- Final Boss: For the non-Christian nations (and likely the Christian ones too at some point), the Inquisition, which is Thera's equivalent of the Papal States. They have no less than six full-sized stacks of elite troops on two small, well-fortified islands. Tackling them will take a lot of men and a lost of casualties and will likely only happen after you've conquered most of the other Christian nations. You don't have to fight the Inquisition, but they are likely to be the last thing standing between you and total domination of the entire map.
- Gladiator Revolt: Essentially how the Uruk Dominion was founded.
- Glass Cannon: The League of Privateers as of Version 4. Their gunpowder units are capable of shredding entire ranks in a single volley, but they have very few armoured units, so things will quickly turn against them if they get swamped in melee. Using native auxiliaries as meat-shields for your fragile gun-toting troops is a small remedy.
- Grey and Gray Morality: There is no faction that is a clear-cut "good guy" but even the most brutal factions have reasons for their distrust and hate of other factions. Depending on the faction, this can stray into Black and Gray Morality and even Evil Versus Evil.
- A good example of this is the Uruk Dominion. Their primary drive is to secure freedom for their oppressed and brutalized people - a noble goal, as they're the only nation where Uruks, Ly Kan, and Reptarri are actually free instead of slaves. However, they also breed stronger warriors in breeding facilities using human women - mostly captured and enslaved human women from regions they've invaded.
- The closest faction one gets to a true "good guy" is Avalon, which places the protection and prosperity of the people above all else and emphasizes the rule of law over all citizens, including the king. On the other hand Avalon is closely tied to the Inquisition and its fairly backward views on things like scientific development.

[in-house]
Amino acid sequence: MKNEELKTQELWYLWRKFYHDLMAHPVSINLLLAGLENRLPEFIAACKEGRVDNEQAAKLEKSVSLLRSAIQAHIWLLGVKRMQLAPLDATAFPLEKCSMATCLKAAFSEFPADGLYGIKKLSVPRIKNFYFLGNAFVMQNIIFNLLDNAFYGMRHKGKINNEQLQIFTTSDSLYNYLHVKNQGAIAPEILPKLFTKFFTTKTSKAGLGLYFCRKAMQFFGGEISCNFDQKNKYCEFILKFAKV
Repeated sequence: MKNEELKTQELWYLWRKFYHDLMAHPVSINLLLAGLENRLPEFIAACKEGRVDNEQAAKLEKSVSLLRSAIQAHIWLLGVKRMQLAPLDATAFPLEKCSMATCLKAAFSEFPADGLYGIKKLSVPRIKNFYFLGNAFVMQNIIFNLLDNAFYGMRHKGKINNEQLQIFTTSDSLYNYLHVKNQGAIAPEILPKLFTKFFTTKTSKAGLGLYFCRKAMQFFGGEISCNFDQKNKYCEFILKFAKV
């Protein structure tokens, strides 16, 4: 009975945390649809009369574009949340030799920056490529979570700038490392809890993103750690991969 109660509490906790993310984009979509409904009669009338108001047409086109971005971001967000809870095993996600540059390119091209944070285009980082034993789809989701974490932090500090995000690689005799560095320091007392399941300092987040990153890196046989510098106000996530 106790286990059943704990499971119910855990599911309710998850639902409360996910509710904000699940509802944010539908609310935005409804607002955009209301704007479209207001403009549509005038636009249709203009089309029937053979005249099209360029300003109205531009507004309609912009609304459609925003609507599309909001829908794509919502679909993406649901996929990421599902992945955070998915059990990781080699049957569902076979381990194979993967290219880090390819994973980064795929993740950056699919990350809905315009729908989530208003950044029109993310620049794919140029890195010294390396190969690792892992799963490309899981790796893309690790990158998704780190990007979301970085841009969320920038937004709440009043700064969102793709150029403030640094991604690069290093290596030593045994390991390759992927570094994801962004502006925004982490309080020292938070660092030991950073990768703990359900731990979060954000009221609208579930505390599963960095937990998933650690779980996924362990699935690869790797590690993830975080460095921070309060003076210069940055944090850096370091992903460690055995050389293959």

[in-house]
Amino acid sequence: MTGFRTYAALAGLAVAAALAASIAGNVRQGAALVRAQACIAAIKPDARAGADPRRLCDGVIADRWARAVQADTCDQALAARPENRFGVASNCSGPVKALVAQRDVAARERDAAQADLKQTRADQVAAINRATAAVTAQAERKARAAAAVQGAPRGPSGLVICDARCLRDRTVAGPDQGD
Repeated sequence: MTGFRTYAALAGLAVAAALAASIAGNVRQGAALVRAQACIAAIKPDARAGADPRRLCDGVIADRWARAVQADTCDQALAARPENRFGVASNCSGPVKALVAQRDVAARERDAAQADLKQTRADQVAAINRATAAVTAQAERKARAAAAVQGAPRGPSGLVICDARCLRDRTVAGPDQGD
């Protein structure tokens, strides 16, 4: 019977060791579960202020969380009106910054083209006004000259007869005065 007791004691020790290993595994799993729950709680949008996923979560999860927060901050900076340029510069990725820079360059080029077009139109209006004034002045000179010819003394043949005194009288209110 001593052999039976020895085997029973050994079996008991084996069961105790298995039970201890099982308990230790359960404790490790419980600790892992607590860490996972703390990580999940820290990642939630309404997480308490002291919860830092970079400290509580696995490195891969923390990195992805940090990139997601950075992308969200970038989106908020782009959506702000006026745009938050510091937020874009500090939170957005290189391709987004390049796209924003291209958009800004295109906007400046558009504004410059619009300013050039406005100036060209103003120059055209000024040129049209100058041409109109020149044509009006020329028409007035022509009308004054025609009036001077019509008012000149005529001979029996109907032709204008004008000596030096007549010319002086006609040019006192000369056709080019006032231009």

- The Horde: The Uruk Dominion is made of several bestial species formerly used as slaves by Romuli: the monstrous Uruks, the canine-like Ly Kan, and the lizard/frog/fish-like Reptarri. They also include humans who served either as gladiators or hoplites as auxilliaries and militia.
- The Warriors of Kukulcan are a Mesoamerican version of this, consisting of many tribes united in worship of Kukulcan and hatred of anything else. Their human sacrifice rituals round out the horde-ishness.
- The Men of Valhalla, especially once they start fielding units of Jotnarr.
- The Gaelic Nations have become more horde-like as of Version 4, replacing firearms with longbow units and having a number of brutal "barbarian"-style units, including Morrigan's Sworn and Caladoni Swords.
- Hoist By Their Own Petard: Sycorax specialize in using enemy technology against them. They're the only Mesocala "native" faction have access to horses, guns, and elephants.
- The Kingdom: The "chivalric" Christian nations (Avalon, Bons Chevaliers, Grand Duchy of Dracule, and the Teutonic Order) most strongly adhere to this, sticking to a medieval-level culture of knights, men-at-arms, and archers and possessing a close connection to the Inquisition.